Claptrap and balderdash
Occasionally this blog may be accused of talking claptrap, a term we use to denote rubbish or pompous, pretentious nonsense. But what is claptrap?
Thespians thrive on applause and a warm glow of appreciation emanating from their audience. Those who have been around the block a few times know how to milk their audience. To feed the self-importance of an actor a wise playwright would conclude a scene with a few words which would amuse the audience and ensure that the thespian left the stage with applause or laughter ringing in their ears. A claptrap was nothing more than a dramatic device to generate applause, as Nathan Bailey revealed in his Universal Etymological Dictionary of 1721, “a clap trap, a name given to the rant and rhimes that dramatick poets, to please the actors, let them get off with: as much as to say, a trap to catch a clap, by way of applause from the spectators at a play”.
By the mid 19th century the word began to escape the close confines of the world of grease paint. Although still in a theatrical context, the Harper’s New Monthly Magazine complained in 1855 about the puffery and promotions of other journals to attract an audience for a play; “all the clap-traps of the press were employed to draw an audience to the first representation”. And in 1867 we find one of the first usages of the word to denote the sense that we now attribute to it. In Some Habits and Customs of the Working Classes, Thomas Wright wrote, “the Waggoners’ entertainment..embraced the usual unauthenticated statistics, stock anecdotes, and pieces of clap-trap oratory of the professional tee-total orators”. Sounds like a Brexit debate.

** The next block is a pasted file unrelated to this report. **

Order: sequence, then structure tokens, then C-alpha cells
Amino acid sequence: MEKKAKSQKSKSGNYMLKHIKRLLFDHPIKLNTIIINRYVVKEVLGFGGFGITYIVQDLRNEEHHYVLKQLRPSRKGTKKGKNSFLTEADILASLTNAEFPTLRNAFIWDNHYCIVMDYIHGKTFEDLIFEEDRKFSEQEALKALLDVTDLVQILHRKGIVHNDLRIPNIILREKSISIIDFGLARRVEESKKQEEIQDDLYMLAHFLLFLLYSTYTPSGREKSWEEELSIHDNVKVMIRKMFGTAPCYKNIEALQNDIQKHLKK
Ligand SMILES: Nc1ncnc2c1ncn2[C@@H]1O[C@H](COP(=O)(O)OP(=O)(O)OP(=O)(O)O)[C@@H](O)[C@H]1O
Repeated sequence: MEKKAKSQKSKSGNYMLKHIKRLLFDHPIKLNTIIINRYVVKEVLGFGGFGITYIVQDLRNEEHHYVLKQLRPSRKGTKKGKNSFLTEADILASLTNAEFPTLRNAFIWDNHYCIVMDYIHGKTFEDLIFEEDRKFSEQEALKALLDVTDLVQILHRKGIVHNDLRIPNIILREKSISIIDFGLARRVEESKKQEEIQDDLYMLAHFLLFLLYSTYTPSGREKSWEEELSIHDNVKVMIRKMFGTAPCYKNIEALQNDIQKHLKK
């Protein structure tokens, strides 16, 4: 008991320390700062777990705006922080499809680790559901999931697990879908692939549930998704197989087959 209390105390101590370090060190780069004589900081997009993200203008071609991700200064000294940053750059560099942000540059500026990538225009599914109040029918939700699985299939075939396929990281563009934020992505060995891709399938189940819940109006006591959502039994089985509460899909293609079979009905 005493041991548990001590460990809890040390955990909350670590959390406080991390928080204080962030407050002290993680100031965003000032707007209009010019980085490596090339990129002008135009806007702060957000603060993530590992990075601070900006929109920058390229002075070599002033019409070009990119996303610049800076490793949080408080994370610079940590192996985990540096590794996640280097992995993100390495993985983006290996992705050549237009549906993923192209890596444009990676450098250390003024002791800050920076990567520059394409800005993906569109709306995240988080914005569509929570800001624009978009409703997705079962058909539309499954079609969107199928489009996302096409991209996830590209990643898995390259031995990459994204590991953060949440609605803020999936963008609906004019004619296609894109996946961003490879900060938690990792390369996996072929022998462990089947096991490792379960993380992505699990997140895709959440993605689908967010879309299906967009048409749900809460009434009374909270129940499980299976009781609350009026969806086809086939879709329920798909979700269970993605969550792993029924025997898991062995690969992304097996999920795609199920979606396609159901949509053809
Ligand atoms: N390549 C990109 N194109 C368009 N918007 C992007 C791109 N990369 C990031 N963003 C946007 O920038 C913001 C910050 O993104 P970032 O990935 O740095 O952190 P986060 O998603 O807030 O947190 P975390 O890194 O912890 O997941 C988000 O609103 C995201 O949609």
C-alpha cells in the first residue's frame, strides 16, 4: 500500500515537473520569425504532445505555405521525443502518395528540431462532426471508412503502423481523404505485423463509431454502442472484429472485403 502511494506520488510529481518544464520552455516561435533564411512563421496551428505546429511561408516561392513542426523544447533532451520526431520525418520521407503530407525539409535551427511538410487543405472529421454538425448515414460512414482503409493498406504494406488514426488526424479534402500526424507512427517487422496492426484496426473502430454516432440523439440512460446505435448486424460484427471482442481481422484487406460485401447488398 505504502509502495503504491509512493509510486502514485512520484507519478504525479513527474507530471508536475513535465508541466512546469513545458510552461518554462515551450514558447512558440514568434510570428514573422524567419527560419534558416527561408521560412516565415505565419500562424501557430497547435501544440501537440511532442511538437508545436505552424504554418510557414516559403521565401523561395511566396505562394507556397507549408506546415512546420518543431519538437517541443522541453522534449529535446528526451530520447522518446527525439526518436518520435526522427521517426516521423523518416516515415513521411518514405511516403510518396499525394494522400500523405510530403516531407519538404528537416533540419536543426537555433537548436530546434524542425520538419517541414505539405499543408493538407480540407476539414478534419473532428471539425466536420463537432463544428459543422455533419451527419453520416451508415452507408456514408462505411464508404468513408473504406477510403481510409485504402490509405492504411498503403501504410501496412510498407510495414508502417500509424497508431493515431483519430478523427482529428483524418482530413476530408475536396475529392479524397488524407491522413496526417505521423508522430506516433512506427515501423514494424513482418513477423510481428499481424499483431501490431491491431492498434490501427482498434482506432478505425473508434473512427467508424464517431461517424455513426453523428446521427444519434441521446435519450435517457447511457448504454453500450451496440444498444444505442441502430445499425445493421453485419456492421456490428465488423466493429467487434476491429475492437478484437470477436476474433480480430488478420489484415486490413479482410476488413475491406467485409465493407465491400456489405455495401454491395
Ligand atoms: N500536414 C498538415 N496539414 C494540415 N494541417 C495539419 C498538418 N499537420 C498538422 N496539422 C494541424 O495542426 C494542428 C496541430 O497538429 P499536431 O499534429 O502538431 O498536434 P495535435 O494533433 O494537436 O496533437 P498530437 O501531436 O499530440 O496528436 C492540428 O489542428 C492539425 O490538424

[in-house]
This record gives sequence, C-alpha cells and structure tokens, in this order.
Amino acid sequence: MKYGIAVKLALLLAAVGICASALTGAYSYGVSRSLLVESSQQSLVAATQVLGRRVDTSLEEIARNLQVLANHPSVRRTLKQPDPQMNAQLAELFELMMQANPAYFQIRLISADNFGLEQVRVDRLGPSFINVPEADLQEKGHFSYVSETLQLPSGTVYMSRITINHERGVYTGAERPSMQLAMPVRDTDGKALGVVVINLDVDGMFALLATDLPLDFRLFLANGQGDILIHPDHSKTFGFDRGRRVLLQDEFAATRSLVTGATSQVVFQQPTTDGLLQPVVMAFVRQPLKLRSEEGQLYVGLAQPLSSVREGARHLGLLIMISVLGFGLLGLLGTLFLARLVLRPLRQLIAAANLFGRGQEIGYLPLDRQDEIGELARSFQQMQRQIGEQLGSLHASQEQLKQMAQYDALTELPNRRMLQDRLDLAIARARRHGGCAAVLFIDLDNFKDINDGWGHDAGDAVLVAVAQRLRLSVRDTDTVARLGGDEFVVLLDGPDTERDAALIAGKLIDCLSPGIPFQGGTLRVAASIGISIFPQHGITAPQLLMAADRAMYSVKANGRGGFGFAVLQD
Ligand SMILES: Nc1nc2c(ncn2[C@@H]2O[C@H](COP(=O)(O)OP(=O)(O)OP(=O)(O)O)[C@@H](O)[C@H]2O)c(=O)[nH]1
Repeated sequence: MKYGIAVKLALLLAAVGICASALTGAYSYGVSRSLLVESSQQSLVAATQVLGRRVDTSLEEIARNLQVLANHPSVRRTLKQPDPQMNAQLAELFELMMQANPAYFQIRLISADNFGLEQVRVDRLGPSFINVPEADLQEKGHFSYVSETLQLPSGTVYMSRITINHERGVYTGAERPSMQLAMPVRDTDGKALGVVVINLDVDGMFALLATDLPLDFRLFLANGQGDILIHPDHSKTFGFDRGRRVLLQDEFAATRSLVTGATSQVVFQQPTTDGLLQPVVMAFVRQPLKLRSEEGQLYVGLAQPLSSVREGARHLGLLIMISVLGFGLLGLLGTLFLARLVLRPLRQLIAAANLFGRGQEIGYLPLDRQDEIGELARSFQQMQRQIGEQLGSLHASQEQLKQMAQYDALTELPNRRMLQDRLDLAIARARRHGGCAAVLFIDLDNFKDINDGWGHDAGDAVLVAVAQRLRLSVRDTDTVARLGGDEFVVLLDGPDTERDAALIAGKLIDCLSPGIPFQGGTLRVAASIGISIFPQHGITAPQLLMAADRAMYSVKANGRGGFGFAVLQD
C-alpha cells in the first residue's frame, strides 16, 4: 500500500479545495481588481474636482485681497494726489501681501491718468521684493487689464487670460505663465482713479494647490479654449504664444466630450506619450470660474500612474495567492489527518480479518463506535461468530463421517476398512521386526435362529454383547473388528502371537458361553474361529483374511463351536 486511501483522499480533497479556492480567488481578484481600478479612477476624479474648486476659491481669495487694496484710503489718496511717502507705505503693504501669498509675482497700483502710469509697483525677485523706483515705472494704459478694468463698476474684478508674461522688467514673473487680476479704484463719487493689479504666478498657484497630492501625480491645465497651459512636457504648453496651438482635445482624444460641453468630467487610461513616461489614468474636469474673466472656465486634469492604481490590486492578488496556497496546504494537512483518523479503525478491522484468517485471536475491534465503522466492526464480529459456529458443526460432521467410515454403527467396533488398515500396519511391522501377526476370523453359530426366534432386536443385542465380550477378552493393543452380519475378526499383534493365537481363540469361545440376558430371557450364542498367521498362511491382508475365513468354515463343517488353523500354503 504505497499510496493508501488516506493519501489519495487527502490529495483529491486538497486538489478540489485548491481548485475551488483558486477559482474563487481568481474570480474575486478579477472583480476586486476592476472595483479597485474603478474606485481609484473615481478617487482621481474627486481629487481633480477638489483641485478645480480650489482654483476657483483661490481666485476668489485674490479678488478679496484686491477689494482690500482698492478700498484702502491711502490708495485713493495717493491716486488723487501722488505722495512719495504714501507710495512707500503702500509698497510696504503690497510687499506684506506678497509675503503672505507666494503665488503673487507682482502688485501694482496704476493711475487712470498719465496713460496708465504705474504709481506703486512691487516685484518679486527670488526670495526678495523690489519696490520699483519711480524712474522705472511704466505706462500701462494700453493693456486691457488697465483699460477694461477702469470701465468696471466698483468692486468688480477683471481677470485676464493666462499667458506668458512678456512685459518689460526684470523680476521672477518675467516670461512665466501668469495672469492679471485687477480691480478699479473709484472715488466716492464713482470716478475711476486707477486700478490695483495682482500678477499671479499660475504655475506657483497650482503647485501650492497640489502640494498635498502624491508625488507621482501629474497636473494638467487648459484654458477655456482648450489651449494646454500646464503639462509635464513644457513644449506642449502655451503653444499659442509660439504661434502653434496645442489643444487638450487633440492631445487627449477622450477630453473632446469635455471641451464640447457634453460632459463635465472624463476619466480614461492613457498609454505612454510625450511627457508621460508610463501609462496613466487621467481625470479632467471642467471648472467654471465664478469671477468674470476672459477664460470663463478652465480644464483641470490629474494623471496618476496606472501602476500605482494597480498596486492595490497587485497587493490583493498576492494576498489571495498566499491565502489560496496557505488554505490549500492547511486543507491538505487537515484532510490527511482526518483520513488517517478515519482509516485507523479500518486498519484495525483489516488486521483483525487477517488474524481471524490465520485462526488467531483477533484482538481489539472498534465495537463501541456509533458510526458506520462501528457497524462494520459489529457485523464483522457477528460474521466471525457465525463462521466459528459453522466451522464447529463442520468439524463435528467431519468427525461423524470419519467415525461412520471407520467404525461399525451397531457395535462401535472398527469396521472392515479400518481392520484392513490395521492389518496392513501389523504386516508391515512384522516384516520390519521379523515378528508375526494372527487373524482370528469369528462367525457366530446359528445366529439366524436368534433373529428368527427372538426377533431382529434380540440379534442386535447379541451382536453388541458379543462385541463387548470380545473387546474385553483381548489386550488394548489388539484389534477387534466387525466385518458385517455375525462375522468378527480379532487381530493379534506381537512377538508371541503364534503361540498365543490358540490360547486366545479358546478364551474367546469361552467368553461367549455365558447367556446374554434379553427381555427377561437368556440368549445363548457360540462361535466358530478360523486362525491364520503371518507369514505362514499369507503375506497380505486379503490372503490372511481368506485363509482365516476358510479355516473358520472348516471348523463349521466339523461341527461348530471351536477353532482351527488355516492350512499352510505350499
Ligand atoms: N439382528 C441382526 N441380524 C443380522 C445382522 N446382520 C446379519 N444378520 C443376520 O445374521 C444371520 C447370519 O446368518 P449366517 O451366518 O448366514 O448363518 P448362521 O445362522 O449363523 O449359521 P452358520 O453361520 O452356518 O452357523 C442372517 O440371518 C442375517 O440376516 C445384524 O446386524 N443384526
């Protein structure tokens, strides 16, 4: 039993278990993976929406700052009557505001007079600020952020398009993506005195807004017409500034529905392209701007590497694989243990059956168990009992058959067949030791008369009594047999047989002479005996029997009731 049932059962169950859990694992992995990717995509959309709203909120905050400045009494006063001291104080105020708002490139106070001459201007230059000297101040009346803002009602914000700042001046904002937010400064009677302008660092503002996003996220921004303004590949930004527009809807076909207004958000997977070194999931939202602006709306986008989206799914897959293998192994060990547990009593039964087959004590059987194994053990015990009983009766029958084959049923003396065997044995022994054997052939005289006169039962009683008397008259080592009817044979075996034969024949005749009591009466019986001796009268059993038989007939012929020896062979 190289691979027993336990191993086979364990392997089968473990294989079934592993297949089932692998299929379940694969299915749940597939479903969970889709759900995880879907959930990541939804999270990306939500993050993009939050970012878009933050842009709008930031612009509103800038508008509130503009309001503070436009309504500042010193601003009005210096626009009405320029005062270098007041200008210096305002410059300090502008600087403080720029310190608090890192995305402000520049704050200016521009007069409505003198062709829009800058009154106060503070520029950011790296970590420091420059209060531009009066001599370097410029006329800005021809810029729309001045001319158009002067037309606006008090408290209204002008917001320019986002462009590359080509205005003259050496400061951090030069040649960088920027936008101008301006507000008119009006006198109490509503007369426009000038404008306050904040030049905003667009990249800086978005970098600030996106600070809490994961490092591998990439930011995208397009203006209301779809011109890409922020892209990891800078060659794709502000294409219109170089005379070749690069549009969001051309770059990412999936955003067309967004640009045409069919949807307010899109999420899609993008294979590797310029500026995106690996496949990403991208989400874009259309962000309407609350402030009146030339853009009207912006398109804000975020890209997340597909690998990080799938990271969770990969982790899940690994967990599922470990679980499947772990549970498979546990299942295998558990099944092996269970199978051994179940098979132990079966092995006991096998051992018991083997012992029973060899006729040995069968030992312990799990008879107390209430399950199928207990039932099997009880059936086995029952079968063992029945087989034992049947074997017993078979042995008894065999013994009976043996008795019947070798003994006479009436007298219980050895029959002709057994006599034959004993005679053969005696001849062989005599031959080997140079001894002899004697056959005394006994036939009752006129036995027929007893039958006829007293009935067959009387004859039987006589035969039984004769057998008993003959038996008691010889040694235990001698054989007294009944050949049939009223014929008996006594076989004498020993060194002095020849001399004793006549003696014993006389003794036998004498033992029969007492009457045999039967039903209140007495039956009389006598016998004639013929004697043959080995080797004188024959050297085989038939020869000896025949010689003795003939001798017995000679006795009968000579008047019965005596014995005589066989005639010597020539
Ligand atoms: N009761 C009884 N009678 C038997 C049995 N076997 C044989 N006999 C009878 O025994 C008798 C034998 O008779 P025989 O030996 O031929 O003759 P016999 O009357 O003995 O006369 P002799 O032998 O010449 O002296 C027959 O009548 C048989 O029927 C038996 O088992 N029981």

Balderdash is perhaps a slightly stronger term for senseless talk or writing or nonsense, bringing with it a sense of exasperation or invective. It was certainly in this sense that Thomas Macaulay used it in a footnote to his History of England from James II, published in 1848; “I am almost ashamed to quote such nauseous balderdash”. Unusually for a historian, there is no doubting where he stands there.
Where there is doubt, though, is where the word comes from. It was used in the late 16th century to describe a jumbled mixture of drinks such as beer mixed with milk or wine mixed with beer. It was this sense of jumbling and mixing which allowed the noun to move in the 1670s from the specific to the more general as a description for jumbled speech or writing which, in turn, is often nonsense. We have seen before that the move from noun to verb is not a new phenomenon and to balderdash was to adulterate or to mix up, to jumble. In his Travels through France and Italy, published in 1766, Tobias Smollett described French wine. “That which is made by the peasants, both red and white, is generally genuine: but the wine-merchants of Nice brew and balderdash, and even mix it with pigeons’ dung and quick-lime”. Not very nice!
As to its root, you pays your money and takes your choice. The Welsh have a word, baldorddus, which is used to describe idle, noisy chatter, although the pronunciation is somewhat different. Others favour the claims of verbs that appear in Dutch, Icelandic and Norwegian such as balderen which meant to roar or thunder. The problem I have with either of these theories is that the original meaning in English had nothing to do with noise or verbiage – it was all about mixing up liquids. I hesitate to go all Macaulay-like but perhaps, for once, it is enough to say we just don’t know.